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delboypass

Stagflation? Can Someone Explain?

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Keep hearing the word but no-one seems to describe it in lamen terms. Is it possible for someone to stick down a quick meaning of the word - Stagflation!

As I understand it - Stagnation (of the economy) + inflation = stagflation. It means that the economy is up effluent creek without a paddle.

The BOE needs to raise interest to stem the run-away inflation, but at the same time it needs to cut rates to stimulate the economy.

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Traditional economic theory says there's a link between inflation and unemployment: when one goes up the other goes down (The 'Phillips Curve').

Under stagflation, inflation and unemployment both go up.

It means that policymakers' hands are tied because they can't reduce interest rates to stave off unemployment, because it will only exacerbate the rising inflation.

The 1970s was the last big stagflationary period in the UK.

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Stagflation can't be here forever, what happens next?

High interest rates, a serious recession and lots of lefty whining about unemployment, if I remember correctly.

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From..... http://www.hemscott.com/

Hemscott summary

Ghosts, when exorcised, are supposed to do the decent thing and clear off for good. Political ghosts, on the other hand, have a nasty habit of reappearing without warning and when they do they tend to stick around for quite a while.

The ghost of stagflation, which haunted Harold Wilson’s government in the 1970s, could be lurking round the corner. As with real ghosts, you get occasional sightings by the credulous that are dismissed scornfully by the sceptics who don’t believe in this sort of thing. However, there is a chill in the air.

Younger investors can be forgiven for asking: ‘Stagflation? Never heard of it.’ Indeed, despite living through the phenomenon, I had myself come to assume that it would not happen again in my lifetime. But the soaring fuel prices that did so much to stoke the troubles of the seventies are here again, and so is the other ingredient, soaring government spending.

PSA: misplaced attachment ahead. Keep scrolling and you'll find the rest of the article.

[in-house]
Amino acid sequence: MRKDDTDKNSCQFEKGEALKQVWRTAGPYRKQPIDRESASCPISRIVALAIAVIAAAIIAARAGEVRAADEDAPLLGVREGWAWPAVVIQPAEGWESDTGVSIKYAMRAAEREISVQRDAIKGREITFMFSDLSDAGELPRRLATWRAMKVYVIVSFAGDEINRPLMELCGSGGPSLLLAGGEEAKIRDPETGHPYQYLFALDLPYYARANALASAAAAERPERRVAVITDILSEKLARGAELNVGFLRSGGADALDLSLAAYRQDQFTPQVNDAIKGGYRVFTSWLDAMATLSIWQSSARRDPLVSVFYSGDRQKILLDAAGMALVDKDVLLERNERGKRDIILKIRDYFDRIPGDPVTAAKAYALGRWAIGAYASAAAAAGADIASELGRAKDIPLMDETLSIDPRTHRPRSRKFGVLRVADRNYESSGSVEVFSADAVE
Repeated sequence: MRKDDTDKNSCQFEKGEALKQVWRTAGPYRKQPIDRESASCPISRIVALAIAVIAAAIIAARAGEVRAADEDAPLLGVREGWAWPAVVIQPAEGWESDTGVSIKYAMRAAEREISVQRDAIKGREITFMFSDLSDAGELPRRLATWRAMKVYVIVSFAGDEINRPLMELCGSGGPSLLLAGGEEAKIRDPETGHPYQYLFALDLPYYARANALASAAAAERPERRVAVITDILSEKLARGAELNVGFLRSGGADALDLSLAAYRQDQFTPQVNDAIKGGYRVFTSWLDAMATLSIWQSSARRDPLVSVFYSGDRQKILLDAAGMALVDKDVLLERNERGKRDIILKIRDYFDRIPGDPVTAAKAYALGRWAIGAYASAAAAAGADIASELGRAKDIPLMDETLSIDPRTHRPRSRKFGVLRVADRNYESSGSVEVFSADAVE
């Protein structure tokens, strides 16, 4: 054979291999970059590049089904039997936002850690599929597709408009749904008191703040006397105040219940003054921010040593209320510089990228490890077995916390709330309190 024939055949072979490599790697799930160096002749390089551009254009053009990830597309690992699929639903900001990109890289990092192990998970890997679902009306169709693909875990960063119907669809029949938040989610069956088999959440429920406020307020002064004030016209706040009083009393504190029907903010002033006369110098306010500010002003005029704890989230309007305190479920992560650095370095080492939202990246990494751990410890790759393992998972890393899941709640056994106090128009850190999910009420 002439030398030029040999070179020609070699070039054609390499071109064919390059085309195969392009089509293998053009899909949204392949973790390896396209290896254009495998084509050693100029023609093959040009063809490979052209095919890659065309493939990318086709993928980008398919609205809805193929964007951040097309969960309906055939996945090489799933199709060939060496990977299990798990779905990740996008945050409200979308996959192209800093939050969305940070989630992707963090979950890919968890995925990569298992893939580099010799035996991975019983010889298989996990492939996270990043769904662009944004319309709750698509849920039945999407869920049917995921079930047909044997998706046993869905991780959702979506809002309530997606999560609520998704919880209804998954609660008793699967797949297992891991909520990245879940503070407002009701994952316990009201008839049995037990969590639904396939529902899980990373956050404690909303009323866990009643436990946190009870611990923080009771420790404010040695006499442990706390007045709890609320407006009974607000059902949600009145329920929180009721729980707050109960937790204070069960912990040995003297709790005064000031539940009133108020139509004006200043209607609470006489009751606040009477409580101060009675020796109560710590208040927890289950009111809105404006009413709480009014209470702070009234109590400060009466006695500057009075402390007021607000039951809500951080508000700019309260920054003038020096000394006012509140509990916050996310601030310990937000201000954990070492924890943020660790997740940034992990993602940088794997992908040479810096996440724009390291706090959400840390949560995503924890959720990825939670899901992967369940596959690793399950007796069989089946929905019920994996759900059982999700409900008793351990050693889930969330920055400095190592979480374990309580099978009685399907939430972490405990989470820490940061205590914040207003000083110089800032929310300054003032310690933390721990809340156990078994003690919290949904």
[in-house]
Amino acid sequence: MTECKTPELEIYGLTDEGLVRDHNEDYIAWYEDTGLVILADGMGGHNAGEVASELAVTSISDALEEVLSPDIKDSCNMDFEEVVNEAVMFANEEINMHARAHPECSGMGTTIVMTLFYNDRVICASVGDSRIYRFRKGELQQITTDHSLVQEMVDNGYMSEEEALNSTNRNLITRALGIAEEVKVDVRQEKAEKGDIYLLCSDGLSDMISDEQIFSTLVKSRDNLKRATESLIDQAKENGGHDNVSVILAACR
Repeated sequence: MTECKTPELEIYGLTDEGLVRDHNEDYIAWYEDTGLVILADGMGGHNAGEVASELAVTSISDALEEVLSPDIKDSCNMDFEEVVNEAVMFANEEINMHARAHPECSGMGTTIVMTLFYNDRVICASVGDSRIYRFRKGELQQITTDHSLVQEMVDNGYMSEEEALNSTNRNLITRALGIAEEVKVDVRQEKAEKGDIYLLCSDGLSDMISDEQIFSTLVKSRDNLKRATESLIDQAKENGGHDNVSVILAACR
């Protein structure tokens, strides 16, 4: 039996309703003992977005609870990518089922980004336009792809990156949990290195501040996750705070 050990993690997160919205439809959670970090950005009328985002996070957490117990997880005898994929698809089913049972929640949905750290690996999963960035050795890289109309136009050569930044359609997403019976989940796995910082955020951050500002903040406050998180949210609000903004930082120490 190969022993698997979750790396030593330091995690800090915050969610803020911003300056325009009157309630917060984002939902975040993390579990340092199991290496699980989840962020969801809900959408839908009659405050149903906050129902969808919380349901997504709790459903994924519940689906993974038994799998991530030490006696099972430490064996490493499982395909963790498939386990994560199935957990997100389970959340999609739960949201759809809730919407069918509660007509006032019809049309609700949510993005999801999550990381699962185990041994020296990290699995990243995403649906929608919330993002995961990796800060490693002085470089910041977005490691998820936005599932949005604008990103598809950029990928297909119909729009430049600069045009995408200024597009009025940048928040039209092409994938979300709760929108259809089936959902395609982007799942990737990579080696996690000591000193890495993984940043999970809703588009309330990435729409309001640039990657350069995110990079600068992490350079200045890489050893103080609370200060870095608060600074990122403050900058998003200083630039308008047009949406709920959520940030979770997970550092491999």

Stagnation is a portmanteau word, an odd combination of stagnation and inflation, and the phenomenon is hard to get rid of. Wilson’s two governments, in the sixties and seventies, had promised the end of another ghost, the stop-go policies of the previous Conservative governments. Under stop-go, credit became plentiful and taxes were lowered when the economy faltered, and the opposite policies were followed if the economy started to race away.

Wilson’s argument was that he could iron out the cycle and produce slower but sustainable growth without the pain of periodic braking. What we eventually got was stagflation. And when the economy stagnated, the tried and trusted cure of pouring in money would no longer work, as we already had rampant inflation.

History never repeats itself exactly, since time marches on. In particular, the power of trade unions was severely curtailed by Margaret Thatcher, who seized the opportunity presented by a nation tired of stagflation. Heavy wage demands, like stagflation, have come to be seen as a ghost of the past. They, too, could return some day.

Inflation itself, or at least the threat thereof, is certainly back with us thanks in large part to fuel costing £1 a litre or thereabouts. The Bank of England’s rate setting committee, using 2.5% as its target as measured by the retail price index, kept inflation on the bottom side for years, so much so that 2.5% came to be regarded erroneously as the ceiling rather than the intended mid point.